A sentencing hearing for the two boys convicted of the murder of 14-year-old Ana Kriégel will take place next week, the Central Criminal Court heard today.
Mr Justice Paul McDermott was today given psychological and psychiatric reports relating to the two boys.
Prosecution barrister Brendan Grehan SC told Mr Justice McDermott that the hearing next Tuesday will include a summary of the evidence by a garda detective inspector and a statement by Ana's parents and is likely to take a full day.
The two boys, referred to in the media as Boy A and Boy B, were 13 years old when they murdered Ana Kriégel in an abandoned house at Laraghcon, Clonee Road, Lucan, on 14 May, 2018.
The boys, now aged 15, were convicted by unanimous jury verdicts earlier this year.
Boy A was also convicted of Ana's aggravated sexual assault in a manner that involved serious violence to her.
Only five journalists will be allowed into court on Tuesday for the sentencing hearing after Mr Justice McDermott rejected an application by the media to lift or to change an order he made in July.
Senior Counsel, Luán Ó Braonáin, representing RTÉ, Independent News and Media, the Irish Times and News Ireland, the publishers of the Times and the Sunday Times asked the court to outline the basis for the order.
He said it was a departure from the ordinary, and the media were entitled to be informed of the basis under which it was imposed.
He said viewing the proceedings on a screen was not the same as being in attendance in court.
Mr Justice McDermott said that during the course of the trial and following the conviction it was clear to him from his own observations and what happened in the trial that the proceedings were taking a considerable toll on the Kriégel family, the accused boys' families and the physical and mental well being of the two boys.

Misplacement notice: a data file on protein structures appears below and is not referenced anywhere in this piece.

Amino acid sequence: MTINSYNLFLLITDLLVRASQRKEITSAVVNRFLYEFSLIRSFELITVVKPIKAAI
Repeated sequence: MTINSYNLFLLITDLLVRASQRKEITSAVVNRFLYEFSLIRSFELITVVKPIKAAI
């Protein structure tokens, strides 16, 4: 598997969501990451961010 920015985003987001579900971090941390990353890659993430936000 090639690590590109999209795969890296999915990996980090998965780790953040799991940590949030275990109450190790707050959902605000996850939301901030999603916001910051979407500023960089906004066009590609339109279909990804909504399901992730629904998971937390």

He said he had requested that no more than five members of the media be in court to maximise the least possible interference with the boys' right to dignity, health and bodily integrity.
The judge said he was also very conscious that the children were likely to require immediate support when the sentencing decisions were made, in circumstances that may involve enormous emotion.
He said the court was obliged to afford a certain degree of decency and respect to them in acknowledgment of the family bond and the rights of the family.
He said he would have thought many of the reasons for his order were obvious to any adult looking in, but that did not appear to be the case.
Mr Justice McDermott said he was not in any way restricting publicity in relation to the hearing as other members of the press would be able to see and hear what was happening on a screen provided in an adjacent court. And he considered the measures he was adopting to be minimal.
He awarded the costs of the application to the parties in the case, against the media organisations.